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Breaking: Justice Department Makes Shocking Decision In Police Brutality Case

The officers from Baltimore will not face federal prosecution in the case of Freddie Gray, who died while riding in a police transport van, according to Reuters.

The U.S. Department of Justice announced that its investigation of the April 2015 incident found no grounds for criminal civil-rights charges, the Baltimore Sun reported. Lauren Ehrsam, a department spokeswoman, declined to provide additional details.

The officers said they detained Gray because he ran from them “unprovoked.” They arrested the man when they discovered he was carrying an unlawful knife. Gray was reportedly handcuffed and chained to the van, but did not have a seat belt. During the trip, he suffered a fatal spinal-cord injury. Gray’s defenders alleged that Baltimore police often gave black suspects a “rough ride” in the vans. City prosecutors filed charges against six officers, but no one has been found guilty. Five of the cops are still waiting for internal disciplinary hearings.

The federal government got involved the day after Gray’s death, when Attorney General Loretta Lynch revealed that the civil-rights investigation was under way. An attorney for the Maryland city’s police union, Michael Davey, told the Sun on Tuesday: “We are pleased that the DOJ came to the conclusions that are being reported.”

Gray was a 25-year-old African-American man. His death intensified the divide between black residents and white police officers in the Maryland city, where a majority of the population is African-American. Protests broke out the following day on Baltimore’s streets, prompting authorities to impose a curfew and deploy the National Guard.

Reuters reported that last year, the Justice Department accused the Baltimore Police Department of consistently violating the civil rights of African-Americans. Federal agents cited a pattern of targeting black residents with strip searches, illegal traffic stops and the use of excessive force. In April, a federal judge approved the department’s request to revamp the department by instituting a new officer-training program and requiring protocols for the use of force.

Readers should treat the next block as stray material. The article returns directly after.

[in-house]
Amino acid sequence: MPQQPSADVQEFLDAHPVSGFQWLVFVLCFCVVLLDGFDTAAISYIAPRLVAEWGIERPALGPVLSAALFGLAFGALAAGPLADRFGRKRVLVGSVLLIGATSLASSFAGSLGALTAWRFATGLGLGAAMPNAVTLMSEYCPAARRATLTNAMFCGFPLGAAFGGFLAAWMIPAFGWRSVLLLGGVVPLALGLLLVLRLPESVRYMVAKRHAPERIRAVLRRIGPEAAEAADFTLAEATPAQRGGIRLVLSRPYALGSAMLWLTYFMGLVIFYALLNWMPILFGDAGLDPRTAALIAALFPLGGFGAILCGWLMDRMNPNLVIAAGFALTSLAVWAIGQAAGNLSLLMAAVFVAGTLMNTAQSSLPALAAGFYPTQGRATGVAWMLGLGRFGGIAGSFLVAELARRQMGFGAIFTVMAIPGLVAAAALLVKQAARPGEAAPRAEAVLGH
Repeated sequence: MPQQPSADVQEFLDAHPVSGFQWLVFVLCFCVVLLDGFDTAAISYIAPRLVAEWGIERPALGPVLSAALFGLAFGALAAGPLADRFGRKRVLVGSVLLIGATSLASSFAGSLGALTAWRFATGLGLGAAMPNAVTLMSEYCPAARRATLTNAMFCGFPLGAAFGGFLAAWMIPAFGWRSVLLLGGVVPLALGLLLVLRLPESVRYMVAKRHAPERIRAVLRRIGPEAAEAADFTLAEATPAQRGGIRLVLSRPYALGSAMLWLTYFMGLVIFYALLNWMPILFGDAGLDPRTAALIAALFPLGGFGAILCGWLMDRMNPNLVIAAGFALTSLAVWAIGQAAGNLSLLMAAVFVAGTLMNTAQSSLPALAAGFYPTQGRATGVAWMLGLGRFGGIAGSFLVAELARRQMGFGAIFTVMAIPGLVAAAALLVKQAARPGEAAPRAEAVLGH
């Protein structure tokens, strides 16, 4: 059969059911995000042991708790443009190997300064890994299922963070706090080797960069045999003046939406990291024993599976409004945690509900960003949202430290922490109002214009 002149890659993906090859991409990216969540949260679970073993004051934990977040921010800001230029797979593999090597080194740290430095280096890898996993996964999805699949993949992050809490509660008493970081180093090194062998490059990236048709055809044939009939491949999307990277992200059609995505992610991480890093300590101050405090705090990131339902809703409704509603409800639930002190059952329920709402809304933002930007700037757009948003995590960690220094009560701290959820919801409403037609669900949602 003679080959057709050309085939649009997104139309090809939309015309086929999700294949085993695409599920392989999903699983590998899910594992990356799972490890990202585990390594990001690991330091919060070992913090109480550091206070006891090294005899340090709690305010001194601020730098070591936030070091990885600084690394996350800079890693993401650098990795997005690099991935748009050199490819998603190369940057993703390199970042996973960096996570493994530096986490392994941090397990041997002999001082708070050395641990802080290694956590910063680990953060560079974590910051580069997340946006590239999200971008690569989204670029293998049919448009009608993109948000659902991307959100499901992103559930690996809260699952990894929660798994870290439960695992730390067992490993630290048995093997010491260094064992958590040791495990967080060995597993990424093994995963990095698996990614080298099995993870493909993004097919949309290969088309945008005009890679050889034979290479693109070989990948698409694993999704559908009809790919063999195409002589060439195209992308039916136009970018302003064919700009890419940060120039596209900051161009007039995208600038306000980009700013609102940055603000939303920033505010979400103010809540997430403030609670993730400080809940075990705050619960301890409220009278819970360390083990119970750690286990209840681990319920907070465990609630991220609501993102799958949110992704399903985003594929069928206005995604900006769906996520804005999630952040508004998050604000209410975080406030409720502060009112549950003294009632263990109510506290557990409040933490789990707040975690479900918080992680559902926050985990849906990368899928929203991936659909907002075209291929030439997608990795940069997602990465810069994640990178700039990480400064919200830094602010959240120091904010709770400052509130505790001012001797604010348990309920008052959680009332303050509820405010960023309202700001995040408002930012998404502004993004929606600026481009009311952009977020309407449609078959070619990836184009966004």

The Trump administration had asked the court to hold off in permitting the Justice Department intervention. Attorney General Jeff Sessions argued that the federally mandated reforms would hamper Baltimore officers in their efforts to prevent crime.

The NAACP was among those who criticized the department’s decision to file no charges. The civil-rights organization’s Sherrilyn Ifill declared Tuesday that Baltimore “desperately needs” major changes in its police department. “We know that spines do not break without cause,” she said. “The DOJ and BPD’s credibility to make change a reality in Baltimore hinges not just on their ability to institute much needed reforms to police training, policies and practices, but also on their success in bringing to justice officers who abuse their power and take the lives of innocent residents. The onus is now on the BPD to hold these officers accountable at their disciplinary trials this fall and winter. Baltimore will be watching.”

A number of other large U.S. cities have experienced conflicts between police and minority communities in recent years. Rioting and looting have erupted in response to white officers killing black suspects.

Source: AOL
Photo: YouTube

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